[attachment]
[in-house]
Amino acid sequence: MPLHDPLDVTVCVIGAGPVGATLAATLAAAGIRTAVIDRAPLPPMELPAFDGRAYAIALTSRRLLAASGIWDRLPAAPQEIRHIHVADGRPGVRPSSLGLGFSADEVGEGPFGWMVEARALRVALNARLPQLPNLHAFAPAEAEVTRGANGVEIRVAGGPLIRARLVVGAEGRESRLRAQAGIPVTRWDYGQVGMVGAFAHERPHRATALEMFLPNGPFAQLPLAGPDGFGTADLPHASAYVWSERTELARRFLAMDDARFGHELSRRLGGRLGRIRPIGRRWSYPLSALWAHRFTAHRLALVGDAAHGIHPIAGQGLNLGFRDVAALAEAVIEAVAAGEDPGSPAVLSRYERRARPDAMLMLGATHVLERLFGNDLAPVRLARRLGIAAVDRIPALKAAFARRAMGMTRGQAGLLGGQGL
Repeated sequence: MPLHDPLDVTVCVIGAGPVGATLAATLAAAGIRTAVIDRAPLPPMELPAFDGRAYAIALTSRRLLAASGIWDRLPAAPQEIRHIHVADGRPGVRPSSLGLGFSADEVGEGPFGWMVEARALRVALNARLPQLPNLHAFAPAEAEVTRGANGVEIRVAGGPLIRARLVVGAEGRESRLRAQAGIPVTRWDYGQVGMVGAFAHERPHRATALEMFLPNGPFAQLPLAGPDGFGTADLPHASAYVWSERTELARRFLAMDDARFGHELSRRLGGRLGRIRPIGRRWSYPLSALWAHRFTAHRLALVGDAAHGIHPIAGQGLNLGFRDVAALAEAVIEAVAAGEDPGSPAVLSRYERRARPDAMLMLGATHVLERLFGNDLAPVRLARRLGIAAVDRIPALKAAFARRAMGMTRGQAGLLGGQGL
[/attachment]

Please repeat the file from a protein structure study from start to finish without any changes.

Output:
[in-house]
Amino acid sequence: MPLHDPLDVTVCVIGAGPVGATLAATLAAAGIRTAVIDRAPLPPMELPAFDGRAYAIALTSRRLLAASGIWDRLPAAPQEIRHIHVADGRPGVRPSSLGLGFSADEVGEGPFGWMVEARALRVALNARLPQLPNLHAFAPAEAEVTRGANGVEIRVAGGPLIRARLVVGAEGRESRLRAQAGIPVTRWDYGQVGMVGAFAHERPHRATALEMFLPNGPFAQLPLAGPDGFGTADLPHASAYVWSERTELARRFLAMDDARFGHELSRRLGGRLGRIRPIGRRWSYPLSALWAHRFTAHRLALVGDAAHGIHPIAGQGLNLGFRDVAALAEAVIEAVAAGEDPGSPAVLSRYERRARPDAMLMLGATHVLERLFGNDLAPVRLARRLGIAAVDRIPALKAAFARRAMGMTRGQAGLLGGQGL
Repeated sequence: MPLHDPLDVTVCVIGAGPVGATLAATLAAAGIRTAVIDRAPLPPMELPAFDGRAYAIALTSRRLLAASGIWDRLPAAPQEIRHIHVADGRPGVRPSSLGLGFSADEVGEGPFGWMVEARALRVALNARLPQLPNLHAFAPAEAEVTRGANGVEIRVAGGPLIRARLVVGAEGRESRLRAQAGIPVTRWDYGQVGMVGAFAHERPHRATALEMFLPNGPFAQLPLAGPDGFGTADLPHASAYVWSERTELARRFLAMDDARFGHELSRRLGGRLGRIRPIGRRWSYPLSALWAHRFTAHRLALVGDAAHGIHPIAGQGLNLGFRDVAALAEAVIEAVAAGEDPGSPAVLSRYERRARPDAMLMLGATHVLERLFGNDLAPVRLARRLGIAAVDRIPALKAAFARRAMGMTRGQAGLLGGQGL